NEW HAVEN, Conn. — Gale Ridge could tell something was wrong as soon as the man walked into her office at the Connecticut Agricultural Experiment Station. He was smartly dressed in a collared shirt and slacks, but his skin didn’t look right: It was bright pink, almost purple — and weirdly glassy.Without making eye contact, he sat hunched in the chair across from Ridge and began to speak. He was an internationally renowned physician and researcher. He had taught 20 years’ worth of students, treating patients all the while, and had solved mysteries about the body’s chemistry and how it could be broken by disease. But now, he was having health issues he didn’t know how to deal with.“He was being eaten alive by insects,” Ridge, an entomologist, recalled recently. “He described these flying entities that were coming at him at night and burrowing into his skin.”Their progeny, too, he said, seemed to be inside his flesh. He’d already seen his family doctor and dermatologist. He’d hired an exterminator to no avail. He had tried Epsom salts, vinegar, medication. So he took matters into his own hands, filling his bathtub with insecticide and clambering in for some relief.But even that wasn’t working. The biting, he said, would begin again. Ridge tried her best to help. “What I did was talk to him, explaining the different biologies of known arthropods that can live on people … trying to get him to understand that what he is seeing is not biologically known to science,” she said.
Tag Archives: Health
In 1975, researchers at Stanford invited a group of undergraduates to take part in a study about suicide. They were presented with pairs of suicide notes. In each pair, one note had been composed by a random individual, the other by a person who had subsequently taken his own life. The students were then asked to distinguish between the genuine notes and the fake ones.Some students discovered that they had a genius for the task. Out of twenty-five pairs of notes, they correctly identified the real one twenty-four times. Others discovered that they were hopeless. They identified the real note in only ten instances.As is often the case with psychological studies, the whole setup was a put-on. Though half the notes were indeed genuine—they’d been obtained from the Los Angeles County coroner’s office—the scores were fictitious. The students who’d been told they were almost always right were, on average, no more discerning than those who had been told they were mostly wrong.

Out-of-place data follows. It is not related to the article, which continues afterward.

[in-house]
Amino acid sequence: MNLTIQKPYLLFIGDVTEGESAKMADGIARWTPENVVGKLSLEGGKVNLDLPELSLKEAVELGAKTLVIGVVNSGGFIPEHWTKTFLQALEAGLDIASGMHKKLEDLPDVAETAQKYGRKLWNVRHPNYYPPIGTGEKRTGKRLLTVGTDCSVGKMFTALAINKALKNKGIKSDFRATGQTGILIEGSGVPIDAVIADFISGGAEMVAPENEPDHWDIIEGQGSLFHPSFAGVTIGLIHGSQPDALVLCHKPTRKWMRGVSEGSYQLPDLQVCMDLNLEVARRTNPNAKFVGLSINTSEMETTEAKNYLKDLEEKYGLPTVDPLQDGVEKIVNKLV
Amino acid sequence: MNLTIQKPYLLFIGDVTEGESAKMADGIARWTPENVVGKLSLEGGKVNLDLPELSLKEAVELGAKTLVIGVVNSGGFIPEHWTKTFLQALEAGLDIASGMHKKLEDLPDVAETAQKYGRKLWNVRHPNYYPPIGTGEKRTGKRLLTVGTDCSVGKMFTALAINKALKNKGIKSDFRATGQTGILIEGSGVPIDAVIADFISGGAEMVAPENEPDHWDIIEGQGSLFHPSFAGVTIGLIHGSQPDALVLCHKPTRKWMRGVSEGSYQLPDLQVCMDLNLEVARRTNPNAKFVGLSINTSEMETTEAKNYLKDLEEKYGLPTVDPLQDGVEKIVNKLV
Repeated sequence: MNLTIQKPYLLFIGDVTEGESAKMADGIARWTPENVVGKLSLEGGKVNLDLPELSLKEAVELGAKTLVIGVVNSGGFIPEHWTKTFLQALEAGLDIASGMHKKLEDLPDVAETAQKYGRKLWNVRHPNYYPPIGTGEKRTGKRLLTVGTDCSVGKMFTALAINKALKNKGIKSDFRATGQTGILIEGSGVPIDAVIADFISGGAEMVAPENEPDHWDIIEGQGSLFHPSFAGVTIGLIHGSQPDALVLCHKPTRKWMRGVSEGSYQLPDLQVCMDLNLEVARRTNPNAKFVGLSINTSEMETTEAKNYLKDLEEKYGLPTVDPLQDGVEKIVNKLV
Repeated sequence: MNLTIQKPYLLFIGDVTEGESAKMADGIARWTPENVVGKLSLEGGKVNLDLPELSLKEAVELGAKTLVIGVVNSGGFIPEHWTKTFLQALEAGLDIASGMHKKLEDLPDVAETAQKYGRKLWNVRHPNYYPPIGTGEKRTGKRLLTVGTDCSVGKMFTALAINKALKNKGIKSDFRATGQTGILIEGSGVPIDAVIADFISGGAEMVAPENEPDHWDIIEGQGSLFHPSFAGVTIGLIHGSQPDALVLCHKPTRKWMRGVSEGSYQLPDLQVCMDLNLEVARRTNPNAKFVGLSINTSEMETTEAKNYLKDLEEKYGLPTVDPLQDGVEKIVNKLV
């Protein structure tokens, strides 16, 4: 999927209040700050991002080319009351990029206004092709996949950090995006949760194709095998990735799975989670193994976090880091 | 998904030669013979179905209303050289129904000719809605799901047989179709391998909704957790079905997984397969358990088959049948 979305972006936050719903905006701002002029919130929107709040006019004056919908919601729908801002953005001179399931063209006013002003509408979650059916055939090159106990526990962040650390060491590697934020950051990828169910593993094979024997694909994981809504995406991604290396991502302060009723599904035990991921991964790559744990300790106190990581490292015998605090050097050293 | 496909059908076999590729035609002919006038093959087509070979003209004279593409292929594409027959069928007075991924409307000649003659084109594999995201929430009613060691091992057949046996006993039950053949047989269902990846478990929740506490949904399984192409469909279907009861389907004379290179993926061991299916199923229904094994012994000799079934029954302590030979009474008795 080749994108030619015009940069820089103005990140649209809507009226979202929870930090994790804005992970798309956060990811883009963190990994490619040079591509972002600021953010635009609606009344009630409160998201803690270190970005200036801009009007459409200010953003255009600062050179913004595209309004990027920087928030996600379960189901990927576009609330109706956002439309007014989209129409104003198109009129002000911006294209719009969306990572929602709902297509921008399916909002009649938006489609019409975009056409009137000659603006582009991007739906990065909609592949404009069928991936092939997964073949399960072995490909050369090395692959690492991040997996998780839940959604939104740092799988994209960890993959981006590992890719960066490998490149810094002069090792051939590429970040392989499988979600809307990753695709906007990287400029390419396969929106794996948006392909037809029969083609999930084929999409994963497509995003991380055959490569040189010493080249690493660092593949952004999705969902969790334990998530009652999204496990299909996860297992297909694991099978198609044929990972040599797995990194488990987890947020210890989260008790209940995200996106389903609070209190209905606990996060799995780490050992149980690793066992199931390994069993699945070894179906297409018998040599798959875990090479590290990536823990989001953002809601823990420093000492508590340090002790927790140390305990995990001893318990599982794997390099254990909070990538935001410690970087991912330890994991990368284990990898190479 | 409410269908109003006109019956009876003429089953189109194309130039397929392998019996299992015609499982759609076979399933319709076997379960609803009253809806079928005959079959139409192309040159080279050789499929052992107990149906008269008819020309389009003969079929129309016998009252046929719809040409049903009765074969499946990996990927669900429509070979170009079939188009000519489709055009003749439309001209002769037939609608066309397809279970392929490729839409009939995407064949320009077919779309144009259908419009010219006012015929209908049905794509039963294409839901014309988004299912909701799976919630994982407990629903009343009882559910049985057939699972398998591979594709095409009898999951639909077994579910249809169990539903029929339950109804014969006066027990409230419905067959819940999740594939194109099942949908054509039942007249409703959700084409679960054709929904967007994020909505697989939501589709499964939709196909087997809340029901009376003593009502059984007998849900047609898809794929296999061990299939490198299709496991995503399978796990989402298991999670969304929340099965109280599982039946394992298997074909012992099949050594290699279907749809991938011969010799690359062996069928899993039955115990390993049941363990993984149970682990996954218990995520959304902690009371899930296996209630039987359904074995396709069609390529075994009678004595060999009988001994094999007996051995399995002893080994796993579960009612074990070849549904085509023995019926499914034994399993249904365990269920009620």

On a bitter, soul-shivering, damp, biting gray February day in Cleveland—that is to say, on a February day in Cleveland—a handless man is handling a nonexistent ball. Igor Spetic lost his right hand when his forearm was pulped in an industrial accident six years ago and had to be amputated. In an operation four years ago, a team of surgeons implanted a set of small translucent “interfaces” into the neural circuits of his upper arm. This afternoon, in a basement lab at a Veterans Administration hospital, the wires are hooked up directly to a prosthetic hand—plastic, flesh-colored, five-fingered, and articulated—that is affixed to what remains of his arm. The hand has more than a dozen pressure sensors within it, and their signals can be transformed by a computer into electric waves like those natural to the nervous system. The sensors in the prosthetic hand feed information from the world into the wires in Spetic’s arm. Since, from the brain’s point of view, his hand is still there, it needs only to be recalled to life.
We start with the case of a woman who experienced unbearable tragedy. In 1899, this Parisian bride, Madame M., had her first child. Shockingly, the child was abducted and substituted with a different infant, who soon died. She then had twin girls. One grew into healthy adulthood, while the other, again, was abducted, once more replaced with a different, dying infant. She then had twin boys. One was abducted, while the other was fatally poisoned.Madame M. searched for her abducted babies; apparently, she was not the only victim of this nightmarish trauma, as she often heard the cries of large groups of abducted children rising from the cellars of Paris.As if all this pain was not enough, Madame M.’s sole surviving child was abducted and replaced with an imposter of identical appearance. And soon the same fate befell Madame M.’s husband. The poor woman spent days searching for her abducted loved ones, attempting to free groups of other abducted children from hiding places, and starting the paperwork to divorce the man who had replaced her husband.